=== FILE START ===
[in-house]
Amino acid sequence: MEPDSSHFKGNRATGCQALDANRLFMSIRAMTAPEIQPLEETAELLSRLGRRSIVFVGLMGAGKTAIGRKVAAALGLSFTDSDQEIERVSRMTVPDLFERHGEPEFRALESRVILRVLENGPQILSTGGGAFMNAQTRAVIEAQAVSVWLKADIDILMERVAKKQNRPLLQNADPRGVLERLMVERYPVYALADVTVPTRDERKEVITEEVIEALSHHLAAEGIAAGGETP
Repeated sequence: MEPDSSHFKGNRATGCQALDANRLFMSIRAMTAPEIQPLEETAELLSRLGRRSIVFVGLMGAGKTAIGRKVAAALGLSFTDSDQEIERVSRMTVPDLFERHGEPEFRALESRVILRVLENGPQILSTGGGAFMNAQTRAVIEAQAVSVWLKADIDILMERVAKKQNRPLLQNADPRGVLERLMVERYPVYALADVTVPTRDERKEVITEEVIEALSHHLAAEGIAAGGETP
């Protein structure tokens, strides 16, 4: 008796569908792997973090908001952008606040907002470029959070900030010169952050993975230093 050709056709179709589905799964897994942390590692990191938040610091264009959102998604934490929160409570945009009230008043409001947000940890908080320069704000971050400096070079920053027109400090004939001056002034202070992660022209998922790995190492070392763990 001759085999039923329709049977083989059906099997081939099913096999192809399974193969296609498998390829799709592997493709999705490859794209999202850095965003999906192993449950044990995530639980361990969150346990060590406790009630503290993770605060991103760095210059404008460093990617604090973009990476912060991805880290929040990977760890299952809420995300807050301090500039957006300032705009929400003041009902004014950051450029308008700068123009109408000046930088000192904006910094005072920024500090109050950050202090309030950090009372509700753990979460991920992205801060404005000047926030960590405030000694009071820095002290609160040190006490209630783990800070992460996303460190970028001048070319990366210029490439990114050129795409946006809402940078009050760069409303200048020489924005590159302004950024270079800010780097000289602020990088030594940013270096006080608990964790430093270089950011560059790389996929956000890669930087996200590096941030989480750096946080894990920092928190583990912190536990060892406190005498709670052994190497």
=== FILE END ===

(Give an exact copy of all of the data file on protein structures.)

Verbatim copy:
[in-house]
Amino acid sequence: MEPDSSHFKGNRATGCQALDANRLFMSIRAMTAPEIQPLEETAELLSRLGRRSIVFVGLMGAGKTAIGRKVAAALGLSFTDSDQEIERVSRMTVPDLFERHGEPEFRALESRVILRVLENGPQILSTGGGAFMNAQTRAVIEAQAVSVWLKADIDILMERVAKKQNRPLLQNADPRGVLERLMVERYPVYALADVTVPTRDERKEVITEEVIEALSHHLAAEGIAAGGETP
Repeated sequence: MEPDSSHFKGNRATGCQALDANRLFMSIRAMTAPEIQPLEETAELLSRLGRRSIVFVGLMGAGKTAIGRKVAAALGLSFTDSDQEIERVSRMTVPDLFERHGEPEFRALESRVILRVLENGPQILSTGGGAFMNAQTRAVIEAQAVSVWLKADIDILMERVAKKQNRPLLQNADPRGVLERLMVERYPVYALADVTVPTRDERKEVITEEVIEALSHHLAAEGIAAGGETP
């Protein structure tokens, strides 16, 4: 008796569908792997973090908001952008606040907002470029959070900030010169952050993975230093 050709056709179709589905799964897994942390590692990191938040610091264009959102998604934490929160409570945009009230008043409001947000940890908080320069704000971050400096070079920053027109400090004939001056002034202070992660022209998922790995190492070392763990 001759085999039923329709049977083989059906099997081939099913096999192809399974193969296609498998390829799709592997493709999705490859794209999202850095965003999906192993449950044990995530639980361990969150346990060590406790009630503290993770605060991103760095210059404008460093990617604090973009990476912060991805880290929040990977760890299952809420995300807050301090500039957006300032705009929400003041009902004014950051450029308008700068123009109408000046930088000192904006910094005072920024500090109050950050202090309030950090009372509700753990979460991920992205801060404005000047926030960590405030000694009071820095002290609160040190006490209630783990800070992460996303460190970028001048070319990366210029490439990114050129795409946006809402940078009050760069409303200048020489924005590159302004950024270079800010780097000289602020990088030594940013270096006080608990964790430093270089950011560059790389996929956000890669930087996200590096941030989480750096946080894990920092928190583990912190536990060892406190005498709670052994190497």